Book: James City County by McCartney:
On May 12, 1607 Captain Christopher Newport's fleet arrived at a point of land they called Archer's Hope, which extended from the west side of College Creek's mouth. The colonists briefly considered building their settlement there, but because the water was too shallow to moor their ships near the shore, they pressed on upstream to a marsh-rimmed peninsula which at high tide resembled an island. There where the colonists could tie their ships' lines to the trees, they built an outpost they called James Cittie or Jamestown. Archer's Hope is the shore line land just ENE of Jamestown Island.
Several residents of Archers Hope and Pasbehay (Thomas Farley, Thomas Jones, Robert Hutchinson, and John Osborne) were censured for being drunk and disorderly late at nite. Churchwarden Richard Kingsmill was zealous in reporting fellow parishioners who got drunk, swore, hunted on the Sabbath, offenses against ecclesiastical law. During the 1620's Archers Hope was an especially raucous community.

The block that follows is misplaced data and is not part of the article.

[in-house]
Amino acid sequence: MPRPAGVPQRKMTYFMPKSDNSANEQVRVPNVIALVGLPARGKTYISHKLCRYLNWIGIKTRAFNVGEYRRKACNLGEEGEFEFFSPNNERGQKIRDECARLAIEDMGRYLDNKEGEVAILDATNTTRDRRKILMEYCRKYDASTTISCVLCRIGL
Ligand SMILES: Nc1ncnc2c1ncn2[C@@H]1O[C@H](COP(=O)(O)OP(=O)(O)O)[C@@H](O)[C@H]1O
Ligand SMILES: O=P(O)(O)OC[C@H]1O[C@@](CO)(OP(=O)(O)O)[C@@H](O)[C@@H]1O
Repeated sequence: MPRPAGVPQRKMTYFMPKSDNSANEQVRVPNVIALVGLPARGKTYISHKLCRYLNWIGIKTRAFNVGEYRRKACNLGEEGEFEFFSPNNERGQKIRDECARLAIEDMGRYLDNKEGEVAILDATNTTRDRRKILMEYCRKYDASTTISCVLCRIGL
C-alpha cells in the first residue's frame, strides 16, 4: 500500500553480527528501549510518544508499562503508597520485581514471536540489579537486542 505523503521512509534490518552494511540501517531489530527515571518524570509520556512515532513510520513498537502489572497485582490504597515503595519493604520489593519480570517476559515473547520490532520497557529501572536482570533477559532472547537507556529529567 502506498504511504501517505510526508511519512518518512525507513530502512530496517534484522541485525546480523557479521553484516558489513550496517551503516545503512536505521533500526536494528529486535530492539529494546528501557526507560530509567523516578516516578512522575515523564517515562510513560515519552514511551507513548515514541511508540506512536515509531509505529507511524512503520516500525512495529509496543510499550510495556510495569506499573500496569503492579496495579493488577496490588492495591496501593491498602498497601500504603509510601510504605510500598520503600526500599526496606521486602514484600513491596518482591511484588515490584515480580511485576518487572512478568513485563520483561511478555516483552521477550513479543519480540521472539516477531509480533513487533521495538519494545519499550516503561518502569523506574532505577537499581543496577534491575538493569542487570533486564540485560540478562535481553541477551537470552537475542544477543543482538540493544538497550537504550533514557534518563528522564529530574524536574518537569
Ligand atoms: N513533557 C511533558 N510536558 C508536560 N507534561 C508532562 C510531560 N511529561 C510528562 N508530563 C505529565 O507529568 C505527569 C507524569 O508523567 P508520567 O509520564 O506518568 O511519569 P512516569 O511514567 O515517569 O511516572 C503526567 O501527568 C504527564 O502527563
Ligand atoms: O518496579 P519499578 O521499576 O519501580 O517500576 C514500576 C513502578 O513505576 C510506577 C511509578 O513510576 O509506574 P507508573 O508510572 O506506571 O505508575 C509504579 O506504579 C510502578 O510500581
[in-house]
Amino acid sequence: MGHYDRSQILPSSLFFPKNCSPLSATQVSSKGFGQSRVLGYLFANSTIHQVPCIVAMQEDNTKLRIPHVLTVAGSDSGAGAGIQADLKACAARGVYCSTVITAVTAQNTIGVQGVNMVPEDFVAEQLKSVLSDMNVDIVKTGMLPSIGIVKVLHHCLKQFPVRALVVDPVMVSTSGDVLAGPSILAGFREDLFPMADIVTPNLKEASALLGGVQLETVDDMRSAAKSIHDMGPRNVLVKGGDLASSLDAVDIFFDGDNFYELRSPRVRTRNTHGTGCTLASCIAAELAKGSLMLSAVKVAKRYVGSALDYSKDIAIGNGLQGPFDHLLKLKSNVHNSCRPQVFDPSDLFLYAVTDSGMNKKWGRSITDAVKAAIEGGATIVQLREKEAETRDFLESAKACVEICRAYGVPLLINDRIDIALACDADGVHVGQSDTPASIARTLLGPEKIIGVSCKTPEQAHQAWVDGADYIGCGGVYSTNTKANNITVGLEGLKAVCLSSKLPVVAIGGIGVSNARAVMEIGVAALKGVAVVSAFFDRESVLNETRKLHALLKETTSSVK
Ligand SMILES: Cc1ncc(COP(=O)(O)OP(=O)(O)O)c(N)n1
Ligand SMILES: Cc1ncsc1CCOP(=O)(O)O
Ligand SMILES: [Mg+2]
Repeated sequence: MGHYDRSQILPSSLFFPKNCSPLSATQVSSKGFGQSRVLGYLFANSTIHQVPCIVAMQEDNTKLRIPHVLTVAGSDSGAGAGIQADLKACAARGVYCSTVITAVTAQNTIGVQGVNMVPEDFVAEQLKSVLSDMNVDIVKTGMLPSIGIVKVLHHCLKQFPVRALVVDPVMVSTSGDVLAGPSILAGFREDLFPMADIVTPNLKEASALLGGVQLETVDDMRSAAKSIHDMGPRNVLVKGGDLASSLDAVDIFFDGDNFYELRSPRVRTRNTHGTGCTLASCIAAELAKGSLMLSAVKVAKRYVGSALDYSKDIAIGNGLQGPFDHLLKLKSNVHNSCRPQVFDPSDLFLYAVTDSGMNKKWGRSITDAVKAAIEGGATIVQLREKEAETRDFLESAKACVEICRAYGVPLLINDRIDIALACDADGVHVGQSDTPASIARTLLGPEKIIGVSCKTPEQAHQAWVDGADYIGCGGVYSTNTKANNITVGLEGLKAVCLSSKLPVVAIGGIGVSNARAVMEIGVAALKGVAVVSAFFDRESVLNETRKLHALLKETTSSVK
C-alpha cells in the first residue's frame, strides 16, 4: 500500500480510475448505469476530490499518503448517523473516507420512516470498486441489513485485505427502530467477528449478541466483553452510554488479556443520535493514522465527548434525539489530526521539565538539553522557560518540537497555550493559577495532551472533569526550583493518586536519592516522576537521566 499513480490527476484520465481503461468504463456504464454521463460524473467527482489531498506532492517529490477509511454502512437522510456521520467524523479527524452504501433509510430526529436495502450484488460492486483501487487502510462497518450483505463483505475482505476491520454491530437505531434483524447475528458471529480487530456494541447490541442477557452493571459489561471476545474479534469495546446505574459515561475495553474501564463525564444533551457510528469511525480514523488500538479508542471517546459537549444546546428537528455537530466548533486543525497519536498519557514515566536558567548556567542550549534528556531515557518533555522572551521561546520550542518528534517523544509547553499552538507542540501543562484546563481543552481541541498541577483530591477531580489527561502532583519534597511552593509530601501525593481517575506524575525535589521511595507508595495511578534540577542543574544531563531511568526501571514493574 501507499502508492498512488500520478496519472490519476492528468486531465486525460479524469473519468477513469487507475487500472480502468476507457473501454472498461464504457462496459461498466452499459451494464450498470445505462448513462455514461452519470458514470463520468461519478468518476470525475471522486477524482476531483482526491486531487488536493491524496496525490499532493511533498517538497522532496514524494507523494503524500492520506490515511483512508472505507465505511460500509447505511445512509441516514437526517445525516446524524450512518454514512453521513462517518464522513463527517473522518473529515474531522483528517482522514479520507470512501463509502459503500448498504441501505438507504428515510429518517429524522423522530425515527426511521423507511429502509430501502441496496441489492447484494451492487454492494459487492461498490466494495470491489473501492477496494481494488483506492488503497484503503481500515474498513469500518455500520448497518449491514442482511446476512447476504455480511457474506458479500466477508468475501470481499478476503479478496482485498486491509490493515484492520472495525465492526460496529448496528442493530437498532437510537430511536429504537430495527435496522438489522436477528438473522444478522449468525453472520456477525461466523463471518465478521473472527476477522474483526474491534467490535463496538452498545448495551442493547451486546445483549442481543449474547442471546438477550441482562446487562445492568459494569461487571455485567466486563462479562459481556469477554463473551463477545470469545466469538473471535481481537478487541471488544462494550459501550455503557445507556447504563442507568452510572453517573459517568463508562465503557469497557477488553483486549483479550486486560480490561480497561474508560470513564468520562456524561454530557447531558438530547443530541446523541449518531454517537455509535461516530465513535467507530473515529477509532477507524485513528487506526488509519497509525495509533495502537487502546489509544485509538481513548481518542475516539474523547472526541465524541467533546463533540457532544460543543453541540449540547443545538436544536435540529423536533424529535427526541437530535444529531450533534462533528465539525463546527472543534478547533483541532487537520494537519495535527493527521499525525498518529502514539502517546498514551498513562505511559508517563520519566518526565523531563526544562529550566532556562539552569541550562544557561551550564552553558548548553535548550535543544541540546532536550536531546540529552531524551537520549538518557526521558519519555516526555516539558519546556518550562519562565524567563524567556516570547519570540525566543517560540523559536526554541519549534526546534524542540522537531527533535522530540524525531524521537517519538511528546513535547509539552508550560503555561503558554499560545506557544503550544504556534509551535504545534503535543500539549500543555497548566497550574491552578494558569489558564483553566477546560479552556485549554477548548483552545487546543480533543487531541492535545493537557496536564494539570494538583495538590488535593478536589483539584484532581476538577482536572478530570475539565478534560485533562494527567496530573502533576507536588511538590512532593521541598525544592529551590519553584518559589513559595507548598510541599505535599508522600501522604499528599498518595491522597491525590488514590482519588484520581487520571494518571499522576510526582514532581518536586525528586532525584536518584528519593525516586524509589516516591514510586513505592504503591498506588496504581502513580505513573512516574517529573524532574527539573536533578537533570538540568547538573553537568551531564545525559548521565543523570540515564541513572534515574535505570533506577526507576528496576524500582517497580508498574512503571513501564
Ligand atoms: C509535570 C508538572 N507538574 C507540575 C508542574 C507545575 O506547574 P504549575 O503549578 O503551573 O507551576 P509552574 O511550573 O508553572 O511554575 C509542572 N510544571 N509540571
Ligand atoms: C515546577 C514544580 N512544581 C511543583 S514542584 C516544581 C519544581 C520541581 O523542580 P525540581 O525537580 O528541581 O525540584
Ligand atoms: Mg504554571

Richard Kingsmill, who patented 500 acres in Archers Hope sometime prior to May 1625, seated his property by 1626. In time it became known as Kingsmill Neck. Nearby in Archers Hope was Jockey's Neck, which name is derived form Joachim (Joakin, Jockey) Andrews of Jamestown Island, who acquired his patent in 1619 but failed to seat it. John Johnson, another island resident, patented some Jockey's Neck land that stayed in his family for several generations. Close by was Ensign Wm. Spence's homestead, which was attacked during the 1622 massacre with the loss of several lives. The guardian of the Spence couple's four-year-old orphan, Sara, leased their land to Thomas Farley. Later, it came into the hands of Rober Webster, a cowkeeper. Thomas Farley, a gentleman, patented land on the east side of College Creek in Farleys or Farlow's Neck. Nearby was the acreage of John Davis, Richard Brewster, Edward Goldbourne, and Thomas Pettus. Humphrey Higgenson acquired the Farley and Kingsmill Necks during the 1640's combining them with his Harrop plantation.
Family Tree Maker CD 186 VA Genealogies #2:
Thomas Fairlay of Worcester in Worcestershire, gent, came to VA in 1623 and was a member of the House of Burgesses in 1629-30 and 1631-32. An examination of records at Worcester would doubtless show whether he was the son or brother of testator, Roger Farley whose will is dated 29 March 1622; proved 25 Sept 1622 as Roger mentions both a son Thomas and a brother Thomas.
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